Advertisement
YOU ARE HERE: LAT HomeCollectionsSaint Francis Dam
IN THE NEWS

Saint Francis Dam

FEATURED ARTICLES
CALIFORNIA | LOCAL
April 29, 1989
Times writer Frank Clifford has made a good point about the absence of any reference to the Saint Francis Dam disaster in the Department of Water and Power's exhibits at our museum ("L.A. History: The Future Looks Good," Part I, April 19). The Castaic Reservoir Visitors' Center also shows nothing. While this disaster is certainly an embarrassment, disasters like that will continue to occur if we continue to pretend that they can't happen and have never happened. The one thing that success breeds is complacency.
ARTICLES BY DATE
CALIFORNIA | LOCAL
April 17, 2000 | ROSEMARY CLANDOS, SPECIAL TO THE TIMES
They are raw snapshots, some fuzzy and out of focus, all of them amateurish and rough. Even so, the images are arresting--a house shoved into the middle of the street, flattened orchards, a row of cars that belonged to Edison camp workers who lay dead in the rubble. The collection of more than 100 snapshots depict the aftermath of the 1928 St. Francis Dam collapse, one of California's worst disasters.
Advertisement
CALIFORNIA | LOCAL
April 17, 2000 | ROSEMARY CLANDOS, SPECIAL TO THE TIMES
They are raw snapshots, some fuzzy and out of focus, all of them amateurish and rough. Even so, the images are arresting--a house shoved into the middle of the street, flattened orchards, a row of cars that belonged to Edison camp workers who lay dead in the rubble. The collection of more than 100 snapshots depicts the aftermath of the 1928 St. Francis Dam collapse, one of California's worst disasters.
CALIFORNIA | LOCAL
April 17, 2000 | ROSEMARY CLANDOS, SPECIAL TO THE TIMES
They are raw snapshots, some fuzzy and out of focus, all of them amateurish and rough. Even so, the images are arresting--a house shoved into the middle of the street, flattened orchards, a row of cars that belonged to Edison camp workers who lay dead in the rubble. The collection of more than 100 snapshots depicts the aftermath of the 1928 St. Francis Dam collapse, one of California's worst disasters.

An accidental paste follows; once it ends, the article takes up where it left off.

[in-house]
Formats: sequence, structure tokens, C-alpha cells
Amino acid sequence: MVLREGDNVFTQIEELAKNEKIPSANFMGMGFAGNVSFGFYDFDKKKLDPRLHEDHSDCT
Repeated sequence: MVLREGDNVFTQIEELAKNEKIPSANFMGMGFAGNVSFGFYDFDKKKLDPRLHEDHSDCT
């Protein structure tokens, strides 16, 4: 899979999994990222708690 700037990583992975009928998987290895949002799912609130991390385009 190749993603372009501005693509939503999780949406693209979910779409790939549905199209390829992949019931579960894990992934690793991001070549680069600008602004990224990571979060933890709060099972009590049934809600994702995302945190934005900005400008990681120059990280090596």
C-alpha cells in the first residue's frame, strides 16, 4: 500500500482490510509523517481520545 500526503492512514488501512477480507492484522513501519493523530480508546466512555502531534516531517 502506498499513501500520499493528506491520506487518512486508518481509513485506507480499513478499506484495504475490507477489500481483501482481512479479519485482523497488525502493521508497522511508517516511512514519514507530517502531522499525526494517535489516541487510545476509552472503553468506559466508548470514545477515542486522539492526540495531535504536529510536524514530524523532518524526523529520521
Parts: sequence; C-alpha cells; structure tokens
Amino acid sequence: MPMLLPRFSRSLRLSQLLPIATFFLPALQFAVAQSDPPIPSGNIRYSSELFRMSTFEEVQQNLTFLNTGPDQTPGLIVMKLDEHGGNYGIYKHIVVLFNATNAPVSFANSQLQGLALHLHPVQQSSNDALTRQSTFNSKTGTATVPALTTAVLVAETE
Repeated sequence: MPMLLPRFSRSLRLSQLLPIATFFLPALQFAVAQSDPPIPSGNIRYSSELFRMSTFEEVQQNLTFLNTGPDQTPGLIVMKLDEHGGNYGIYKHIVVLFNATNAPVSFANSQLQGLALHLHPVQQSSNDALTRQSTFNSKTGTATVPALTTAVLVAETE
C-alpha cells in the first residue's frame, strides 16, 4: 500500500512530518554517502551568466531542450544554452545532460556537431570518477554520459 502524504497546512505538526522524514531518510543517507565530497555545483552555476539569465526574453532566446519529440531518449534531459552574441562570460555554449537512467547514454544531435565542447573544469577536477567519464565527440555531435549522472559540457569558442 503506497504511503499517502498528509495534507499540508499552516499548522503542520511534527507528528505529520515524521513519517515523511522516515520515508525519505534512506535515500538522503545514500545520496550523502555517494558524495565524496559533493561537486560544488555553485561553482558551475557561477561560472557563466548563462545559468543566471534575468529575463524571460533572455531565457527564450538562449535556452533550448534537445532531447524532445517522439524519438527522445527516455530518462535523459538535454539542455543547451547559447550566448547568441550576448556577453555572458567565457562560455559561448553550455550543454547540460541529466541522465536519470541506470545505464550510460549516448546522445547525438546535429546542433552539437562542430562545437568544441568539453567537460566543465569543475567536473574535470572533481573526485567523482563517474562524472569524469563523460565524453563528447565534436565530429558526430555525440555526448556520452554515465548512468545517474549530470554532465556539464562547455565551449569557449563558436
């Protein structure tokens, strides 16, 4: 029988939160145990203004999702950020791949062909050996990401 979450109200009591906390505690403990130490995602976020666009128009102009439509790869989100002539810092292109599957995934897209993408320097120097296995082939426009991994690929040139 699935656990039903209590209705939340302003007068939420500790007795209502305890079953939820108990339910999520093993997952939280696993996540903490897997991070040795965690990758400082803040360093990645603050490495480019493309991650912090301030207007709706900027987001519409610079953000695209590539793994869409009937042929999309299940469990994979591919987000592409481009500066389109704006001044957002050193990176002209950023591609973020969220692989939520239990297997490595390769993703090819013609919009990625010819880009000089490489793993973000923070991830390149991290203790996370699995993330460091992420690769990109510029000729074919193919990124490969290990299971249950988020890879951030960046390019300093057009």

CALIFORNIA | LOCAL
October 25, 1992 | JEFF PRUGH, TIMES STAFF WRITER
"The poor folks never had a beggar's chance." --A rescue worker who recovered bodies of victims. In the chill, dead quiet of night on March 12, 1928, the 2-year-old St. Francis Dam stood in lonely grandeur--deep in a hardscrabble canyon 50 miles north of Los Angeles. It had been hailed as William Mulholland's "impregnable" engineering masterpiece, a solitary keeper of 12 billion gallons of water. But suddenly, at 11:57 p.m.
CALIFORNIA | LOCAL
April 17, 2000 | ROSEMARY CLANDOS, SPECIAL TO THE TIMES
They are raw snapshots, some fuzzy and out of focus, all of them amateurish and rough. Even so, the images are arresting--a house shoved into the middle of the street, flattened orchards, a row of cars that belonged to Edison camp workers who lay dead in the rubble. The collection of more than 100 snapshots depict the aftermath of the 1928 St. Francis Dam collapse, one of California's worst disasters.
CALIFORNIA | LOCAL
August 10, 1997 | GREG SANDOVAL, TIMES STAFF WRITER
There are no malls, movie theaters or cafes at the mouth of San Francisquito Canyon. It's scrubland--dried grasses and cactus. Drive into the canyon, past where the Butterfield stagecoach once ran, and you'll probably see horses grazing behind wooden corrals. This canyon has a markedly Western feel. And the people here want to keep it that way.
CALIFORNIA | LOCAL
August 10, 1997 | GREG SANDOVAL, TIMES STAFF WRITER
There are no malls, movie theaters or cafes at the mouth of San Francisquito Canyon. It's scrubland--dried grasses and cactus. Drive into the canyon, past where the Butterfield stagecoach once ran, and you'll probably see horses grazing behind wooden corrals. This canyon has a markedly Western feel. And the people here want to keep it that way.
CALIFORNIA | LOCAL
October 25, 1992 | JEFF PRUGH, TIMES STAFF WRITER
"The poor folks never had a beggar's chance." --A rescue worker who recovered bodies of victims. In the chill, dead quiet of night on March 12, 1928, the 2-year-old St. Francis Dam stood in lonely grandeur--deep in a hardscrabble canyon 50 miles north of Los Angeles. It had been hailed as William Mulholland's "impregnable" engineering masterpiece, a solitary keeper of 12 billion gallons of water. But suddenly, at 11:57 p.m.
CALIFORNIA | LOCAL
April 29, 1989
Times writer Frank Clifford has made a good point about the absence of any reference to the Saint Francis Dam disaster in the Department of Water and Power's exhibits at our museum ("L.A. History: The Future Looks Good," Part I, April 19). The Castaic Reservoir Visitors' Center also shows nothing. While this disaster is certainly an embarrassment, disasters like that will continue to occur if we continue to pretend that they can't happen and have never happened. The one thing that success breeds is complacency.
Los Angeles Times Articles
|